The CCT Building at the University of Toronto Mississauga is an elegant pile, and is praised by many as a fine example of Canadian architecture in the newly prosperous era. Which it is:
The building also serves as a passageway to the Library:
which is a long way down this foyer/passage. Beautiful light, isn't it?
The foyer displays the Canadian love affair with unadorned concrete. Is that what we want that beautiful light to play on?
Well, one could argue about that.
But here's something you can't argue with. The building does have oddities that make one wonder what the architects were thinking. Walk up that pleasantly angular stair-pile, and one gets to a student reading/surfing/smooching area on top . . .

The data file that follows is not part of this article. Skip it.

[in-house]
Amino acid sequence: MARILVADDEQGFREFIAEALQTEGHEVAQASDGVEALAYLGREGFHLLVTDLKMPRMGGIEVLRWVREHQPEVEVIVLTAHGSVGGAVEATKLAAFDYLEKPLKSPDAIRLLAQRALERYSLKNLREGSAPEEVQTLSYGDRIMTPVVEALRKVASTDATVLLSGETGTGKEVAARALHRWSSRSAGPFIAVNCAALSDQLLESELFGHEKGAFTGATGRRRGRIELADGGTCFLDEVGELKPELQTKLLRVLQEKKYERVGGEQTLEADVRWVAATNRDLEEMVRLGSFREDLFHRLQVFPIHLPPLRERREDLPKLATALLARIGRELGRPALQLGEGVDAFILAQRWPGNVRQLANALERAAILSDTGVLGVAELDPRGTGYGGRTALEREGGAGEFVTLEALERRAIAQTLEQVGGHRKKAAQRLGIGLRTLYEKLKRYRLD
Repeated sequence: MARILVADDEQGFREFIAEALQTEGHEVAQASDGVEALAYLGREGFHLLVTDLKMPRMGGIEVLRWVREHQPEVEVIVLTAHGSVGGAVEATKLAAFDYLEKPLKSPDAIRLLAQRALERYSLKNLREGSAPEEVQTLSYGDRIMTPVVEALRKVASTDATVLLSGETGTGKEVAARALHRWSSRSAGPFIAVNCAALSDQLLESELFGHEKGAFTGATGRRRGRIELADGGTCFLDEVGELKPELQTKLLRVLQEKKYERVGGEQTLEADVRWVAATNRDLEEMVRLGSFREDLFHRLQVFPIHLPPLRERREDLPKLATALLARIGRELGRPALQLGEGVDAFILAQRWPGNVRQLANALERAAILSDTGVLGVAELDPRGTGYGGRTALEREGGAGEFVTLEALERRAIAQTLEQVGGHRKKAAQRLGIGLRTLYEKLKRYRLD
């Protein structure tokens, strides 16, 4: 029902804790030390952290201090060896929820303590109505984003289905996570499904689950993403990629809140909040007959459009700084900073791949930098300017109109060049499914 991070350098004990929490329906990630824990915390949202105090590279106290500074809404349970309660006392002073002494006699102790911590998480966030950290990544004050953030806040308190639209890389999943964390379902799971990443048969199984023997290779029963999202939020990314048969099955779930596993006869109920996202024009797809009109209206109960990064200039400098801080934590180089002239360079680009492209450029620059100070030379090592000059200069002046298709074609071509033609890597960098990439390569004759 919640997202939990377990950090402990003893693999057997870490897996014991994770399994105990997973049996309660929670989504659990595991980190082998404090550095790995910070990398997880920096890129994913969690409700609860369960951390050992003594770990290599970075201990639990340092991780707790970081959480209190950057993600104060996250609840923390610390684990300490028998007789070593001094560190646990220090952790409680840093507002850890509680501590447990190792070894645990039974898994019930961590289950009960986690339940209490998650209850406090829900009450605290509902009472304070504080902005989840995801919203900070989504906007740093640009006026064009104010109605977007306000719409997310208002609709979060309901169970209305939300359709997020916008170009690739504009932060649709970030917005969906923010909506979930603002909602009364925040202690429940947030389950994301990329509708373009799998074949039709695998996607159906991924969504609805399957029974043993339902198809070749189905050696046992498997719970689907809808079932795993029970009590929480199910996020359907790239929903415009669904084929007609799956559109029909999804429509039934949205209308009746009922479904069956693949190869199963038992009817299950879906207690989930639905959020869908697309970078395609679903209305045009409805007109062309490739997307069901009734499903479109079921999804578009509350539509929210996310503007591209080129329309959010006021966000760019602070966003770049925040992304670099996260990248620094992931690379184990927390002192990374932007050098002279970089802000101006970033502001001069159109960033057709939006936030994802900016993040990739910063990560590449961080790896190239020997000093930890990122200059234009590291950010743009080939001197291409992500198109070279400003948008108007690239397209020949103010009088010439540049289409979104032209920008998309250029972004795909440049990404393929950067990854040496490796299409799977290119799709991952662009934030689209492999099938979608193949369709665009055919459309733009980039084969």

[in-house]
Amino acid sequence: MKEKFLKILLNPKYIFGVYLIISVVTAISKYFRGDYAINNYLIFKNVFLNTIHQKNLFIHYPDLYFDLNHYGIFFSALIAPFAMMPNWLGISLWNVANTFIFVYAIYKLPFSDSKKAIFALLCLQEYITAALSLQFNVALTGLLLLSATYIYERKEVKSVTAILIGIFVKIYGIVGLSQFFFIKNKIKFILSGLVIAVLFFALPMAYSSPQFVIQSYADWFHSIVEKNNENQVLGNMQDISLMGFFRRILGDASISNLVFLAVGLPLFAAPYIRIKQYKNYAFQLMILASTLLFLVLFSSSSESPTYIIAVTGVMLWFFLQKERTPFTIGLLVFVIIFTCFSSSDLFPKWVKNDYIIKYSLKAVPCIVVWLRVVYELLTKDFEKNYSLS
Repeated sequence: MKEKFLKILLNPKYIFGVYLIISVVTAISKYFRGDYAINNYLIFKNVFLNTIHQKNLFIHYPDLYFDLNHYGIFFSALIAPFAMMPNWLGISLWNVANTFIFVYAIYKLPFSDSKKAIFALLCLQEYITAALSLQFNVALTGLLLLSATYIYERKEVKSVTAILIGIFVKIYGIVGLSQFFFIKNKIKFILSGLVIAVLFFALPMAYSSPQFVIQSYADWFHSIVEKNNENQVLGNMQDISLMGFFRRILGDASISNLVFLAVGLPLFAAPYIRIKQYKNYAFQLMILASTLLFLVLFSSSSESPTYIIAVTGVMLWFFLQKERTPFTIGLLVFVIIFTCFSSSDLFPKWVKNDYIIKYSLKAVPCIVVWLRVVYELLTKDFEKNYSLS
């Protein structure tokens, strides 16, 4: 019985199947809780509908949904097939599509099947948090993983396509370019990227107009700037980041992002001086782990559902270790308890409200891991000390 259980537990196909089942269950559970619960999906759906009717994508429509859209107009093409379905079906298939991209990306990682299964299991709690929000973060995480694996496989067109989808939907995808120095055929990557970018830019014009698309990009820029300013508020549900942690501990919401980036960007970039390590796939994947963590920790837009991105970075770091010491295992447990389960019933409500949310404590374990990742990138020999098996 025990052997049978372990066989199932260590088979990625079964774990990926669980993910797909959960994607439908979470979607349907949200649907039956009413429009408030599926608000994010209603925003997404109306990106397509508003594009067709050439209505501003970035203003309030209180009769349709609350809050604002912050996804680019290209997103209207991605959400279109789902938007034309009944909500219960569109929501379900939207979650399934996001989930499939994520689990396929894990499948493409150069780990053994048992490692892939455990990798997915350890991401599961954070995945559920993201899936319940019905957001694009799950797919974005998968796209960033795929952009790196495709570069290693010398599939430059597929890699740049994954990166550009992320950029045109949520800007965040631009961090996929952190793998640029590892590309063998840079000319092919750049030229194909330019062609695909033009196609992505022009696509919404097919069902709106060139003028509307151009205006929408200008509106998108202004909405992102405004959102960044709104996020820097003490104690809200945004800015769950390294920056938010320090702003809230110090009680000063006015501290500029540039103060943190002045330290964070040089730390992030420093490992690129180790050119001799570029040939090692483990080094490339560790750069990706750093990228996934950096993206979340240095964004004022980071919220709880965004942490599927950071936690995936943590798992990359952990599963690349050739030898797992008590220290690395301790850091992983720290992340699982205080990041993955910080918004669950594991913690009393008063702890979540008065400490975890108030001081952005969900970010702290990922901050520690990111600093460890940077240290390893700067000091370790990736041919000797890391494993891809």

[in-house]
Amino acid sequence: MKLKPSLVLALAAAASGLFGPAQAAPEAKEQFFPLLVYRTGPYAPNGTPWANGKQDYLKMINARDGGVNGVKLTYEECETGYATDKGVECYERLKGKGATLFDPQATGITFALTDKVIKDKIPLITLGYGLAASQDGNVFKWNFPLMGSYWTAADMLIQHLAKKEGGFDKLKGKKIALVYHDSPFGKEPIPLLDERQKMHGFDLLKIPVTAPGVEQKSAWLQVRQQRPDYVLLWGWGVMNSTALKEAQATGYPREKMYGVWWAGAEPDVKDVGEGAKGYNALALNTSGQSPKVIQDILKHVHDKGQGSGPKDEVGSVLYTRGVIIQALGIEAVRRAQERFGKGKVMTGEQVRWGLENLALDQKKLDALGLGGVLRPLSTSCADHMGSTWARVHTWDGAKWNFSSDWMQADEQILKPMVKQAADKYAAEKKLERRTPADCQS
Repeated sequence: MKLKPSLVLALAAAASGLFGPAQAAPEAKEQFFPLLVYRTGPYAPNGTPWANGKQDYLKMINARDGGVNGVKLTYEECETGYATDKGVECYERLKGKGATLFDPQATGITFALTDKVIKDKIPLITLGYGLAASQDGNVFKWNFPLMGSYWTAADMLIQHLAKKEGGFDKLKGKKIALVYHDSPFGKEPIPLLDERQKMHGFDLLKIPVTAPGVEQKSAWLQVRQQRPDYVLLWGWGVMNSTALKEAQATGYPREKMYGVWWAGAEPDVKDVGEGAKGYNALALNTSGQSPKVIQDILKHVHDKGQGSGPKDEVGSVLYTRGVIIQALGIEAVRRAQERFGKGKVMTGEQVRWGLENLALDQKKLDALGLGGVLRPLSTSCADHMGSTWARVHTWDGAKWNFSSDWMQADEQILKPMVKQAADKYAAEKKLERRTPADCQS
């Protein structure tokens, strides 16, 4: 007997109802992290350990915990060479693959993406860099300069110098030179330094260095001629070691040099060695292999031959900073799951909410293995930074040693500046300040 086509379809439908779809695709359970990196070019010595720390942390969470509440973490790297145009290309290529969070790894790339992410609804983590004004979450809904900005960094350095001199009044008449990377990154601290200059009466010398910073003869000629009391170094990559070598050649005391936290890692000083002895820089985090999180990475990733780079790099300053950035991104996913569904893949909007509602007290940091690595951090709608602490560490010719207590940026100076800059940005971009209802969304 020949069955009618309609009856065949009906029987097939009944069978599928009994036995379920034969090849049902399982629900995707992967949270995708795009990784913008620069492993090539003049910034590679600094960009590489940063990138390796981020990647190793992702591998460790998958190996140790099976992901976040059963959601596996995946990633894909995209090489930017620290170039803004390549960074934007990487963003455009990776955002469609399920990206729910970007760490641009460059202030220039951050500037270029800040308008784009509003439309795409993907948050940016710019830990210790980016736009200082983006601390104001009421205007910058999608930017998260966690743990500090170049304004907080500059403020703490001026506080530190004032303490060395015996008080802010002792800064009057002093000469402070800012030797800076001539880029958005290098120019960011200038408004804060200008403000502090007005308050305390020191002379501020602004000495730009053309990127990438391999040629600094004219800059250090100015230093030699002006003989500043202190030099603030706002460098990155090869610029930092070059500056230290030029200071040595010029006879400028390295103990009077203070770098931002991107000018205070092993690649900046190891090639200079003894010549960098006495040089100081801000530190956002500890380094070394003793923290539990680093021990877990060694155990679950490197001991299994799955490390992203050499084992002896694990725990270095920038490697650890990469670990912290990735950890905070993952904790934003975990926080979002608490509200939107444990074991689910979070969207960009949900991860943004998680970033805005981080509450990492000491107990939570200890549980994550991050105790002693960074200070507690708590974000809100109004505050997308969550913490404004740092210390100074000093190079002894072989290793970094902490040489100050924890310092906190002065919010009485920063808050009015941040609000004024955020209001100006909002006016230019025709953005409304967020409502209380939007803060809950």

But then . . . how do you get to the third (or fourth) floor??
Turns out: you have to push a heavy fire door, which leads you to claustrophobia:
No light, no openness here. What a let-down on the way up! (Wish I could convey the smell of damp concrete.)
Not only that . . . but these stairs don't open out into the foyer. If you take them all the way down, you end up at an exterior door, and out in that cold, cold snow.
The stairs are at one end of the building and the elevators in the middle. If you're in the middle, and want to take the stairs up one floor, you have to walk all the way to the end of the building first. If you're at the end of the building, you have no elevator option.
Isn't traffic flow something architects are supposed to care about?